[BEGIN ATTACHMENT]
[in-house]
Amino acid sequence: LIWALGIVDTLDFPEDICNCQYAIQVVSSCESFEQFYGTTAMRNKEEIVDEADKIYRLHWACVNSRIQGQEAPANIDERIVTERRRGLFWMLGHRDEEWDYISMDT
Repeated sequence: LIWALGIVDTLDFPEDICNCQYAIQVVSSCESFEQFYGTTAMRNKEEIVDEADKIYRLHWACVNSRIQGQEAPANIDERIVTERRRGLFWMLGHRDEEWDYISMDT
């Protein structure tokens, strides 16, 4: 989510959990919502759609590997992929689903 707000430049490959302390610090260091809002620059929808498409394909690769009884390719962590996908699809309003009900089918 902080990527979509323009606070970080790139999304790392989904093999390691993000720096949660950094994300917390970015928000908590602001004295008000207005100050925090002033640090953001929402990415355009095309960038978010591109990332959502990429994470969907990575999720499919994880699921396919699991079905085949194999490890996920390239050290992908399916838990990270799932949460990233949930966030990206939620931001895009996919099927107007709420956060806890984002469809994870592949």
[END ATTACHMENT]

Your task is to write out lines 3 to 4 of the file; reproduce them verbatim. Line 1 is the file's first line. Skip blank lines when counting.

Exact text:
Repeated sequence: LIWALGIVDTLDFPEDICNCQYAIQVVSSCESFEQFYGTTAMRNKEEIVDEADKIYRLHWACVNSRIQGQEAPANIDERIVTERRRGLFWMLGHRDEEWDYISMDT
């Protein structure tokens, strides 16, 4: 989510959990919502759609590997992929689903 707000430049490959302390610090260091809002620059929808498409394909690769009884390719962590996908699809309003009900089918 902080990527979509323009606070970080790139999304790392989904093999390691993000720096949660950094994300917390970015928000908590602001004295008000207005100050925090002033640090953001929402990415355009095309960038978010591109990332959502990429994470969907990575999720499919994880699921396919699991079905085949194999490890996920390239050290992908399916838990990270799932949460990233949930966030990206939620931001895009996919099927107007709420956060806890984002469809994870592949």